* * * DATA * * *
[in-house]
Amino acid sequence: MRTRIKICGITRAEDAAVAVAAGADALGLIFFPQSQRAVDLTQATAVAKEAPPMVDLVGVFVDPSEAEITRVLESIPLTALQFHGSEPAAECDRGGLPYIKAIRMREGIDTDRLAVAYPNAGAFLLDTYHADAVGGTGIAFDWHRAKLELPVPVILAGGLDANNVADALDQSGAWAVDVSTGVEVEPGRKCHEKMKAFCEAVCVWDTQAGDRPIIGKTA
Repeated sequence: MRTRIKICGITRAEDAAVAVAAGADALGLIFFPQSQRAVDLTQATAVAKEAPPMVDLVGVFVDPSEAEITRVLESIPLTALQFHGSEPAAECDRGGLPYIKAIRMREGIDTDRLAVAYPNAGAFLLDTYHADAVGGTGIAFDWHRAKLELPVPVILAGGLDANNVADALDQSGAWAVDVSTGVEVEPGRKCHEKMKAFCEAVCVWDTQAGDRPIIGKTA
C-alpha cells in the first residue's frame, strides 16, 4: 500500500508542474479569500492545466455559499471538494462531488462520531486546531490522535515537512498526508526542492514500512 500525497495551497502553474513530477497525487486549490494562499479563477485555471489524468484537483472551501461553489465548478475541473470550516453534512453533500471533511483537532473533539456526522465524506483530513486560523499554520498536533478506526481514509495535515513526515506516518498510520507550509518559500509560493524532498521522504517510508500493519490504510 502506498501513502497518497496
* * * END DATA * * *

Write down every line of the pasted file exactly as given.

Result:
[in-house]
Amino acid sequence: MRTRIKICGITRAEDAAVAVAAGADALGLIFFPQSQRAVDLTQATAVAKEAPPMVDLVGVFVDPSEAEITRVLESIPLTALQFHGSEPAAECDRGGLPYIKAIRMREGIDTDRLAVAYPNAGAFLLDTYHADAVGGTGIAFDWHRAKLELPVPVILAGGLDANNVADALDQSGAWAVDVSTGVEVEPGRKCHEKMKAFCEAVCVWDTQAGDRPIIGKTA
Repeated sequence: MRTRIKICGITRAEDAAVAVAAGADALGLIFFPQSQRAVDLTQATAVAKEAPPMVDLVGVFVDPSEAEITRVLESIPLTALQFHGSEPAAECDRGGLPYIKAIRMREGIDTDRLAVAYPNAGAFLLDTYHADAVGGTGIAFDWHRAKLELPVPVILAGGLDANNVADALDQSGAWAVDVSTGVEVEPGRKCHEKMKAFCEAVCVWDTQAGDRPIIGKTA
C-alpha cells in the first residue's frame, strides 16, 4: 500500500508542474479569500492545466455559499471538494462531488462520531486546531490522535515537512498526508526542492514500512 500525497495551497502553474513530477497525487486549490494562499479563477485555471489524468484537483472551501461553489465548478475541473470550516453534512453533500471533511483537532473533539456526522465524506483530513486560523499554520498536533478506526481514509495535515513526515506516518498510520507550509518559500509560493524532498521522504517510508500493519490504510 502506498501513502497518497496